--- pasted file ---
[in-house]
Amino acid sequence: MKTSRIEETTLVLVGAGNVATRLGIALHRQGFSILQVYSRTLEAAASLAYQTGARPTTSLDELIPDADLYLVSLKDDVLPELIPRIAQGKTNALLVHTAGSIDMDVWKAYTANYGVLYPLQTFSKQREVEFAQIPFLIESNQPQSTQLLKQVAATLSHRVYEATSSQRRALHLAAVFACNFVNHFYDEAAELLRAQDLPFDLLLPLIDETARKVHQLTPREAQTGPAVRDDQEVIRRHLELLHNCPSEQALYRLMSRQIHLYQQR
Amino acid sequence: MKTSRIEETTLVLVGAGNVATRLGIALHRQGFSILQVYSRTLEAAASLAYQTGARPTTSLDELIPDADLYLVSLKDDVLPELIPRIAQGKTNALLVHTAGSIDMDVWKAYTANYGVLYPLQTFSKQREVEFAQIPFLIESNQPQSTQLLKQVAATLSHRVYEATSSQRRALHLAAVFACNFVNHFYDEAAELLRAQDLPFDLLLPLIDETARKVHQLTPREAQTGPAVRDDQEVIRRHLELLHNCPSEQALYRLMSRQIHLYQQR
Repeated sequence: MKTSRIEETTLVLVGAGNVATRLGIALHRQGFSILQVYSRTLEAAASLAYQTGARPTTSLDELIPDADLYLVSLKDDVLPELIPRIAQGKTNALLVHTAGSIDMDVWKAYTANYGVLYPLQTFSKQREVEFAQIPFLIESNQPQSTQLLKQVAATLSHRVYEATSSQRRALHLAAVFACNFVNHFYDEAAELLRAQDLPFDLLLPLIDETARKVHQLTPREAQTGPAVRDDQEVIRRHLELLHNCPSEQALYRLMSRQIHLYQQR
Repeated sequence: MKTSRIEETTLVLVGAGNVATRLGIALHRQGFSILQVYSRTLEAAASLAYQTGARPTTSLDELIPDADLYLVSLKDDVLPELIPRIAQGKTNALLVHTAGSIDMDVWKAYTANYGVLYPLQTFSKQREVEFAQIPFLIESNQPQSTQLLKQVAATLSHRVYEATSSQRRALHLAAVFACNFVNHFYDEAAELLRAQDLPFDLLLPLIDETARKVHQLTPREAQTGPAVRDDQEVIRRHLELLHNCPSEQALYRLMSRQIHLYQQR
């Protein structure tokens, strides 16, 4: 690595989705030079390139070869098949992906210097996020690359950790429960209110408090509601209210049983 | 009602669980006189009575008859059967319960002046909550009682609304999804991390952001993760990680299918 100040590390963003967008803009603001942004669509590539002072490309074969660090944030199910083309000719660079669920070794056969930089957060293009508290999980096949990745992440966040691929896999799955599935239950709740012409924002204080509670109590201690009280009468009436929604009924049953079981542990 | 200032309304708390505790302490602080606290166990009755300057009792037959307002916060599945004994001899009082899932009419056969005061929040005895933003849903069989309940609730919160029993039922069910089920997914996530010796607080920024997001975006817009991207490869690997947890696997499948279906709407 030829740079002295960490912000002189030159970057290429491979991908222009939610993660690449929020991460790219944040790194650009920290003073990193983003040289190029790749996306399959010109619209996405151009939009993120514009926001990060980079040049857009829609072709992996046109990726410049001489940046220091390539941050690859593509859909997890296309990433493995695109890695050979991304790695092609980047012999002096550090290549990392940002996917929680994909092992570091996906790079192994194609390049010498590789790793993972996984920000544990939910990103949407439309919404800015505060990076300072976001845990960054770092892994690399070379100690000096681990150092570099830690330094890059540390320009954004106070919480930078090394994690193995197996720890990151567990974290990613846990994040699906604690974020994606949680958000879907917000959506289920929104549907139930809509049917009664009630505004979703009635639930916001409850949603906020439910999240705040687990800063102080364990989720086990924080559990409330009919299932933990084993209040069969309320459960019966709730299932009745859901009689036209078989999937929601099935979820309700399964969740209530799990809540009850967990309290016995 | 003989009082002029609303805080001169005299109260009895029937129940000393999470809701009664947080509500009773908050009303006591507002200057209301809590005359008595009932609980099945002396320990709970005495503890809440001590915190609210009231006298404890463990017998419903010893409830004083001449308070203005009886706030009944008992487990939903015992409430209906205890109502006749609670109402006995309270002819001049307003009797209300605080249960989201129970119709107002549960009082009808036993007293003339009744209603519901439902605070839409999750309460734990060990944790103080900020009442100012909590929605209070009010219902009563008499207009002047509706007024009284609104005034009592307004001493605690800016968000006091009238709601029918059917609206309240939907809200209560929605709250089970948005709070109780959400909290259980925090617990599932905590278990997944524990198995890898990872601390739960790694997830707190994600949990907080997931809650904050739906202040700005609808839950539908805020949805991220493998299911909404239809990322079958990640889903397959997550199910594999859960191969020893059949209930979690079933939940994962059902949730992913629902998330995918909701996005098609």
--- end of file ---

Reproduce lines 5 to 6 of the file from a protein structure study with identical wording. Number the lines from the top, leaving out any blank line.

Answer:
Repeated sequence: MKTSRIEETTLVLVGAGNVATRLGIALHRQGFSILQVYSRTLEAAASLAYQTGARPTTSLDELIPDADLYLVSLKDDVLPELIPRIAQGKTNALLVHTAGSIDMDVWKAYTANYGVLYPLQTFSKQREVEFAQIPFLIESNQPQSTQLLKQVAATLSHRVYEATSSQRRALHLAAVFACNFVNHFYDEAAELLRAQDLPFDLLLPLIDETARKVHQLTPREAQTGPAVRDDQEVIRRHLELLHNCPSEQALYRLMSRQIHLYQQR
């Protein structure tokens, strides 16, 4: 690595989705030079390139070869098949992906210097996020690359950790429960209110408090509601209210049983 | 009602669980006189009575008859059967319960002046909550009682609304999804991390952001993760990680299918 100040590390963003967008803009603001942004669509590539002072490309074969660090944030199910083309000719660079669920070794056969930089957060293009508290999980096949990745992440966040691929896999799955599935239950709740012409924002204080509670109590201690009280009468009436929604009924049953079981542990 | 200032309304708390505790302490602080606290166990009755300057009792037959307002916060599945004994001899009082899932009419056969005061929040005895933003849903069989309940609730919160029993039922069910089920997914996530010796607080920024997001975006817009991207490869690997947890696997499948279906709407 030829740079002295960490912000002189030159970057290429491979991908222009939610993660690449929020991460790219944040790194650009920290003073990193983003040289190029790749996306399959010109619209996405151009939009993120514009926001990060980079040049857009829609072709992996046109990726410049001489940046220091390539941050690859593509859909997890296309990433493995695109890695050979991304790695092609980047012999002096550090290549990392940002996917929680994909092992570091996906790079192994194609390049010498590789790793993972996984920000544990939910990103949407439309919404800015505060990076300072976001845990960054770092892994690399070379100690000096681990150092570099830690330094890059540390320009954004106070919480930078090394994690193995197996720890990151567990974290990613846990994040699906604690974020994606949680958000879907917000959506289920929104549907139930809509049917009664009630505004979703009635639930916001409850949603906020439910999240705040687990800063102080364990989720086990924080559990409330009919299932933990084993209040069969309320459960019966709730299932009745859901009689036209078989999937929601099935979820309700399964969740209530799990809540009850967990309290016995 | 003989009082002029609303805080001169005299109260009895029937129940000393999470809701009664947080509500009773908050009303006591507002200057209301809590005359008595009932609980099945002396320990709970005495503890809440001590915190609210009231006298404890463990017998419903010893409830004083001449308070203005009886706030009944008992487990939903015992409430209906205890109502006749609670109402006995309270002819001049307003009797209300605080249960989201129970119709107002549960009082009808036993007293003339009744209603519901439902605070839409999750309460734990060990944790103080900020009442100012909590929605209070009010219902009563008499207009002047509706007024009284609104005034009592307004001493605690800016968000006091009238709601029918059917609206309240939907809200209560929605709250089970948005709070109780959400909290259980925090617990599932905590278990997944524990198995890898990872601390739960790694997830707190994600949990907080997931809650904050739906202040700005609808839950539908805020949805991220493998299911909404239809990322079958990640889903397959997550199910594999859960191969020893059949209930979690079933939940994962059902949730992913629902998330995918909701996005098609």